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Post date: October 30 2013

A.G. Schneiderman Announces Agreement To End Sexual Harassment And Discrimination At Syracuse Mortuary School

Simmons Institute Of Funeral Services Agrees To Pay $30K To Students And Employees Who Filed Complaints And Implement Reforms That Ensure A Safe Student Environment

Schneiderman: Every Individual Has The Right To A Workplace And Educational Environment Free From Harassment And Discrimination – This Kind Of Behavior Will Not Be Tolerated In New York

NEW YORK – Attorney General Eric T. Schneiderman today announced the settlement of a lawsuit filed by his office against the Simmons Institute of Funeral Services and its president and CEO, Maurice Wightman, for sexual harassment of female students and pregnancy discrimination in education and employment. Simmons is a private for-profit institution offering instruction in mortuary science in Syracuse. Simmons and Wightman have agreed to pay $30,000 in restitution to students and employees who filed complaints regarding discrimination and harassment, and have agreed to implement systemic reforms that will ensure that the school provides a safe environment for all students going forward. 

“It’s against the law to harass or discriminate against anyone in the workforce or in a school environment – and this kind of behavior will not be tolerated in New York,” Attorney General Schneiderman said. "Women should not have to endure sexual harassment or pregnancy discrimination, and my office will fight to ensure that no New Yorker is shut out of educational or employment opportunities.” 

Attorney General Schneiderman's Civil Rights Bureau initiated an investigation and filed a lawsuit against the school in 2011 after receiving multiple complaints about harassment and discrimination. The complaints alleged that Wightman, who had been designated as the staff member to receive complaints of harassment or discrimination, maintained a practice of harassing female students, including making sexual comments and subjecting students to unwanted touching. The complaints also alleged that Simmons maintained a policy of barring pregnant students and teachers from certain activities at the school, even when doctors had confirmed that such activities were medically permitted.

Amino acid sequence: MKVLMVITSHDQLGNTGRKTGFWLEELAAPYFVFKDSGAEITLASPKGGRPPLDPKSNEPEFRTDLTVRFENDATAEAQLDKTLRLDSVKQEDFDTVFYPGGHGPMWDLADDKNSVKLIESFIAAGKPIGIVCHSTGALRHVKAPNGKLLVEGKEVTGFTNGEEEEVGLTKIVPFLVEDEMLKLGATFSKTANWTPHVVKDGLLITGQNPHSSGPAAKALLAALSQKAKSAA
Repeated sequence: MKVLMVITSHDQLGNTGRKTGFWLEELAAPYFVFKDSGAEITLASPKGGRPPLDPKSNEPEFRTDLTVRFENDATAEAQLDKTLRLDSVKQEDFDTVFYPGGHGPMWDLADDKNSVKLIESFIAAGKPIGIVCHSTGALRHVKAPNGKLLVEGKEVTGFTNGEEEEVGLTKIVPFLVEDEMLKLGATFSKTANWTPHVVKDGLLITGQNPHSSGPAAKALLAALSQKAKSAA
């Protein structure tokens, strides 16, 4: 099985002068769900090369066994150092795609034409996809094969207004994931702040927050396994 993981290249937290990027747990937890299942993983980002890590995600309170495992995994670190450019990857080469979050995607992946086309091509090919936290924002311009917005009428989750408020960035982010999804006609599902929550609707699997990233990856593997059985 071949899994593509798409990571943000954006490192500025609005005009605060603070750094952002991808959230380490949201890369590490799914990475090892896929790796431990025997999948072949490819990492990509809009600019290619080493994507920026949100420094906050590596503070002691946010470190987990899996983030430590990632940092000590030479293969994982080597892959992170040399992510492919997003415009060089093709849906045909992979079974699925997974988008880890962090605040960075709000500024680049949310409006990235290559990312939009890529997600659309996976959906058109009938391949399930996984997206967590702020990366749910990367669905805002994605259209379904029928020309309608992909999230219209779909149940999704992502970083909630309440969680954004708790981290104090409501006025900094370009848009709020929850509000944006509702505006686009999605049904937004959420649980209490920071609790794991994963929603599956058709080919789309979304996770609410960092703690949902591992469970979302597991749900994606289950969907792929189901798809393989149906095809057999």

Such discriminatory practices deprive women of equal opportunity in education and employment in violation of state and federal law. Under Title IX of the federal Civil Rights Act of 1964, it is unlawful for an institution receiving federal funds, like Simmons, to engage in sex discrimination in education, which includes sexual harassment. Under Title IX and New York State Human Rights Law, discrimination on the basis of pregnancy in both education and employment constitutes sex discrimination.

Under the terms of the settlement, Simmons, located at 1828 South Ave., will implement a new sexual harassment reporting policy, designed to ensure a fair and safe process for evaluating these claims, and has committed to raising student and staff awareness about the school’s prohibition on discrimination. Simmons will also report any future harassment or discrimination claims to the Office of the Attorney General, and Simmons and Wightman have pledged not to engage in any retaliation against any former students or faculty who participated in the Attorney General’s investigation.

Kristy Lee Witt, a former instructor at the Simmons Institute, said, “Women who seek employment in traditionally male-dominated industries often face difficulties, but it is important that unlawful discrimination and harassment be eliminated from fields like ours. I appreciate the Attorney General’s efforts to ensure that that is the case.”

Jennie Fullington, a former student at the Simmons Institute, said, “It is a huge relief to know that other women will not be subjected to the kinds of harassment and discrimination I endured in seeking an education in my chosen field. I am deeply grateful to the Attorney General for taking on this matter.” 

Lenora Lapidus, Director of the Women's Rights Project of the American Civil Liberties Union, said, "Sexual harassment and pregnancy discrimination have no place in educational and job training programs. We applaud the settlement that the Attorney General has reached, which not only addresses past violations but seeks to ensure that this behavior does not happen in the future." 

The case was handled by Assistant Attorneys General Sandra Pullman and Monica Iyer, under the supervision of Civil Rights Bureau Chief Kristen Clarke, Executive Deputy Attorney General for Social Justice Alvin Bragg and First Deputy for Affirmative Litigation Janet Sabel.

The Civil Rights Bureau of the Attorney General's Office is committed to protecting all New Yorkers from discrimination and harassment. If you believe that you have experienced gender-based discrimination or harassment, contact the Attorney General’s Office at (212) 416-8250, or visit

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